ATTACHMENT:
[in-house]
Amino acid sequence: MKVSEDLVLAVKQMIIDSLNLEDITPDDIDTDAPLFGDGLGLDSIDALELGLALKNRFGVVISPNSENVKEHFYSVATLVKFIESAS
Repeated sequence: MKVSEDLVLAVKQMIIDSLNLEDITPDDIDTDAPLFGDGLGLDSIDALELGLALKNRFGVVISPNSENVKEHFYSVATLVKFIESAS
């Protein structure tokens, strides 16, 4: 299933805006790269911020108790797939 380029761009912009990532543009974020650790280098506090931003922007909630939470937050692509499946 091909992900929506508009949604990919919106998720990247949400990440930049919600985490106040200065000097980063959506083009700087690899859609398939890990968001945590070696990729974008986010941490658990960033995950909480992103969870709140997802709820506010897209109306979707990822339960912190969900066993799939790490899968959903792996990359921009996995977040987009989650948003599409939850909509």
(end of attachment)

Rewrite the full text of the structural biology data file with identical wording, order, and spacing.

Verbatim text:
[in-house]
Amino acid sequence: MKVSEDLVLAVKQMIIDSLNLEDITPDDIDTDAPLFGDGLGLDSIDALELGLALKNRFGVVISPNSENVKEHFYSVATLVKFIESAS
Repeated sequence: MKVSEDLVLAVKQMIIDSLNLEDITPDDIDTDAPLFGDGLGLDSIDALELGLALKNRFGVVISPNSENVKEHFYSVATLVKFIESAS
């Protein structure tokens, strides 16, 4: 299933805006790269911020108790797939 380029761009912009990532543009974020650790280098506090931003922007909630939470937050692509499946 091909992900929506508009949604990919919106998720990247949400990440930049919600985490106040200065000097980063959506083009700087690899859609398939890990968001945590070696990729974008986010941490658990960033995950909480992103969870709140997802709820506010897209109306979707990822339960912190969900066993799939790490899968959903792996990359921009996995977040987009989650948003599409939850909509």